In 1822, weather-control technology that the Mlosh have adapted to earth prevents a volcanic eruption at Galunggung in Indonesia. The achievement makes Mlosh welcome everywhere in the world that has dangerous weather.
In 1604, astronomer Jan Brunowski discovered the supernova named after him while working as an assistant to Johannes Kepler. Brunowski's Star is one of the few supernovae known to exist in the Milky Way Galaxy. The fame Brunowski garnered from his discovery drove a wedge between him and his old master for the rest of their lives, and the younger man's achievements continued to overshadow Kepler's.
In 1941, on this day Jesse Louis Burns was born in Greenville, South Carolina to Helen Burns. Helen Burns was a single mother, aged 16, when he was born. His biological father, Noah Louis Robinson, a former professional boxer and a prominent figure in the black community, was married to another woman when Jesse was born. He was not involved in his son's life. In 1943, two years after Jesse's birth, his mother married Charles Henry Jackson who would adopt Jesse 14 years later. Jesse went on to take the surname of his step-father.
A stellar career in the civil rights movements followed until 1968. Jackson falsely claimed Reverend Doctor Martin Luther King, Jr. Had died in his arms of on a hotel balcony in Memphis. In fact Jackson had been speaking with musicians in the parking lot at the time of the shooting, then had hidden behind the swimming pool for twenty minutes. He appeared only when the press arrived.
In 1941, Ken Saro-Wiwa was born in Bori, in the Niger Delta. He spent his childhood in a polygamous household of Anglican faith and eventually proved himself an excellent student, netting him a scholarship to study English at Government College Umuahia. He would complete his studies at the University of Ibadan and briefly became a teaching assistant at the University of Lagos. Employed as a by the multinational Shell Oil company, Saro-Wiwa spent thirty years as a press officer in which he was engaged in denying environmental damage to the Niger Delta. In 1995, he was re-united with his father Chief Jim Saro-wiwa, after a religious awakening, causing him to write the controversional biopic 'On a darkling plain'.
In 1973, following the heavy defeats of the first two days of the Yom Kippur War, Minister of Defence Moshe Dayan announced 'the downfall of the 'Third Temple' at a news conference. He also began to speak openly of using weapons of mass destruction against the Arabs
In 1792, on this day a Founding Father of the Republic of Virginia George Mason IV died at his home in Gunston Hall in Fairfax County, VA. He was sixty-six years old.
Ed & Scott PalterAt the Williamsburg Convention he drafted the Colonies' very first declaration of rights and state constitution. First Pennsylvania, then Maryland, then Delaware, then North Carolina and others took most or all of the Declaration of Rights and either made them amendments to their own constitutions or incorporated them directly into their constitutions. Thomas Jefferson paraphrased his ideas into the Declaration of Independence, and although Mason did not receive full credit for his contribution, the entire Continental Congress knew of the conceptual source of Jefferson's ideas.
"a man of the first order of wisdom" ~ Jefferson on MasonAs a result of his high profile he was was appointed to represent Virginia as a delegate to a Federal Convention, to meet in Philadelphia for the purpose of revising the Articles of Confederation.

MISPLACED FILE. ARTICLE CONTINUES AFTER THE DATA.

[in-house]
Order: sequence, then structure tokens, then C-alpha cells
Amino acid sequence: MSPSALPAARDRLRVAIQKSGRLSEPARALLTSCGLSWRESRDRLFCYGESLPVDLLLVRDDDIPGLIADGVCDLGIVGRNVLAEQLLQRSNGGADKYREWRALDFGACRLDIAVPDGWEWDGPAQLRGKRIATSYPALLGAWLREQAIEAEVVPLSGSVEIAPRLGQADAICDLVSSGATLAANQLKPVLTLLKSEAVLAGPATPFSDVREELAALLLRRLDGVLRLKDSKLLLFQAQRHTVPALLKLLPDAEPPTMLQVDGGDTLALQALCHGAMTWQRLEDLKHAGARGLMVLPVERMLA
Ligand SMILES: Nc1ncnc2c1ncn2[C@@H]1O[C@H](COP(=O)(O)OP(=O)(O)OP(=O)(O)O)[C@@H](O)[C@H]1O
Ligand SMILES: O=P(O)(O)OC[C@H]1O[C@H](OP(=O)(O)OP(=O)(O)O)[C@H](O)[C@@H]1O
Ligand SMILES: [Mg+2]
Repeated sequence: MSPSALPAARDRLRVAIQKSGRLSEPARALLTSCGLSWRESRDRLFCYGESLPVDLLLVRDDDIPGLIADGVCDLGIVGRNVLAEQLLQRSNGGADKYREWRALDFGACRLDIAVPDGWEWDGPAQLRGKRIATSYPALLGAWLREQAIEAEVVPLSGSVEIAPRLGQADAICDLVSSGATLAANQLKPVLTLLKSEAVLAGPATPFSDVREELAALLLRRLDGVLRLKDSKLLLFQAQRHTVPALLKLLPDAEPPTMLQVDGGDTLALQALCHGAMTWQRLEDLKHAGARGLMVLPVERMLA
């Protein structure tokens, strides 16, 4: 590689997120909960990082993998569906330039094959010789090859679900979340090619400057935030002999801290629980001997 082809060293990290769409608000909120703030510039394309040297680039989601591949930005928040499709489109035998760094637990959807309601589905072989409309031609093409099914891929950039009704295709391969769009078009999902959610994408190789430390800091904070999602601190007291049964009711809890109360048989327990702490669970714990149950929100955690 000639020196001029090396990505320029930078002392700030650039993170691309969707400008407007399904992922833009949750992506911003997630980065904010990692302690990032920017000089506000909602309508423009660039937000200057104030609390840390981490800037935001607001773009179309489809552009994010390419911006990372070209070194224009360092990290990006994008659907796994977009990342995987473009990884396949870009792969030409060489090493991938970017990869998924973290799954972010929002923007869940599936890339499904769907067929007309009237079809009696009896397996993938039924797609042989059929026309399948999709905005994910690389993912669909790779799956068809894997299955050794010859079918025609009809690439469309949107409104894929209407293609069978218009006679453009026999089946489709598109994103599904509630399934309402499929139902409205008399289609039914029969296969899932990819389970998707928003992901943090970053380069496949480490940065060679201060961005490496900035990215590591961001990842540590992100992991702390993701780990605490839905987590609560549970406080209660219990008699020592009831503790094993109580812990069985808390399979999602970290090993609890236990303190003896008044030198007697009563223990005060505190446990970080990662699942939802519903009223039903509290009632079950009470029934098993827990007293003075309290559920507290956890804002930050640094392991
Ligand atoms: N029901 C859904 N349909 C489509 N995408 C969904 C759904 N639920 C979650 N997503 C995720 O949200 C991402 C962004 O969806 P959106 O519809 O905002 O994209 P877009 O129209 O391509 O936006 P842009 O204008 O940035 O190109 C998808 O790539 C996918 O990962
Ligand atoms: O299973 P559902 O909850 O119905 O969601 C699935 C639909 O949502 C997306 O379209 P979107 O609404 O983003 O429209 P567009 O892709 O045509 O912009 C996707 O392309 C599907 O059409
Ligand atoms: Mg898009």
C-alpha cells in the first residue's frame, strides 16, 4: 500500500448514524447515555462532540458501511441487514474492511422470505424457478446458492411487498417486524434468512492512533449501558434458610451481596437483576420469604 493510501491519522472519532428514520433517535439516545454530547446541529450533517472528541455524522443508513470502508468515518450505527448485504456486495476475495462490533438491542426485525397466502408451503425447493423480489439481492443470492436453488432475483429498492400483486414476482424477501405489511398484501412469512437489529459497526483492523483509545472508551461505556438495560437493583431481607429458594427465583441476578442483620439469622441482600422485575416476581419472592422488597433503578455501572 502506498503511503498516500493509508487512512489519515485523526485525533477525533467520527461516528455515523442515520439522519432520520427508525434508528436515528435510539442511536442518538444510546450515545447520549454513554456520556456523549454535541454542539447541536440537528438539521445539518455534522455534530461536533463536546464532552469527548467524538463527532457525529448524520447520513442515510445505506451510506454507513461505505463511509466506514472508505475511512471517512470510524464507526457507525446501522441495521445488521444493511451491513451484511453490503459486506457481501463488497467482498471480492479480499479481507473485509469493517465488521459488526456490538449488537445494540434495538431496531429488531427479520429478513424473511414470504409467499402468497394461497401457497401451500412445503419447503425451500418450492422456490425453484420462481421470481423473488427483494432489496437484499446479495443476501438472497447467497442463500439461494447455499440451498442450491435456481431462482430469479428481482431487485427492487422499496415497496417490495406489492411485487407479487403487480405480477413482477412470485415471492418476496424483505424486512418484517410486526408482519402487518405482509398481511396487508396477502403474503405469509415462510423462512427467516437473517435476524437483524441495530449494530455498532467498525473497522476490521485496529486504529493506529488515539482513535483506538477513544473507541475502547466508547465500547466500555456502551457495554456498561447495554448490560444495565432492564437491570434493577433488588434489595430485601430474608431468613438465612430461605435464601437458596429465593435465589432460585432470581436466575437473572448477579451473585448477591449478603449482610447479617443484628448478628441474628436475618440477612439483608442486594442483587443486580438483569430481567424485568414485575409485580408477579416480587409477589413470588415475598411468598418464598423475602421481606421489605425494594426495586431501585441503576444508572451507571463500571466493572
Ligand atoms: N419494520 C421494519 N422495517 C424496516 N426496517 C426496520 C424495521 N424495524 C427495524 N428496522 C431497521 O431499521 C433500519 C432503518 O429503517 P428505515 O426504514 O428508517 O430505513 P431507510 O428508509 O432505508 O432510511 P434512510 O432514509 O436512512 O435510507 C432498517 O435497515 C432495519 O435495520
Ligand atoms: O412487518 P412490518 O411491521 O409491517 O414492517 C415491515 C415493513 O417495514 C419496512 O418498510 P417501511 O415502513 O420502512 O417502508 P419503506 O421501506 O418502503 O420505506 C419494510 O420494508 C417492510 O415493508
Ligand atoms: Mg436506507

He refused to sign the Constitution, however, and returned to his native state as an outspoken opponent in the ratification contest. Ironically, one objection to the proposed Constitution was that it lacked a "declaration of rights".
In 1918, the Fall of the German Empire carried with it the implosion of the shell of Czarist Russia.
Twilight in RusslandThis required refusing Western demands for further offensives. Brusilov was managing to keep the Imperial Russian army in the field but one more good killing even in a successful offensive would have shattered it. Kerensky and Brusilov were blunt to their Western counterparts. There were two and ONLY two choices. One was keeping a large Austro-German army tied down on an Eastern Front while the West won the war themselves. This would require Western aid to be continued and increased via the White Sea, Vladivostok and Persia. The other was one more attack. Regardless of the result the shaky Russian state would implode. Germany would free up 100 divisions of Austro-German troops for transfer to the West while enabling the Central Powers to feed themselves on the Ukrainian and south Russian harvests. The Western powers fumed, pleaded and raged but in the end accepted the less bad choice.
Kerensky lived up to his part of the bargain. The Eastern Front stayed in being until the German capitulation in 1918. However the Russian implosion had continued parallel to the war. A left rising in Petrograd in November of 1917 took that city out of the war and left the imperial family as prisoners of a shifting coalition of agitators who would gain temporary ascendancy in the Petrograd Soviet. Kerensky and the core of his government were lucky to escape to Moscow with their lives. Brusilov died three days before the Armistice with Germany trying to put down yet another in an endless series of army mutinies.
A new article by Scott PalterNews of the end of the war and the beginnings of the German withdrawal in November saw every ethnic and regional group in the Russian Empire attempt secession. The Petrograd Soviet added to the chaos by hanging the Imperial family. When the smoke cleared the following spring Kerensky was reduced to ruling a region roughly with the boundaries of early modern Muscovy. The royalists split into two camps. The higher nobility grouped themselves around Grand Duke Nicholas, who claimed the throne despite an inferior actual claim. Based out of Mukden and Vladivostok, this regime was cut off from European Russia by a maze of warlord states in Siberia and Central Asia.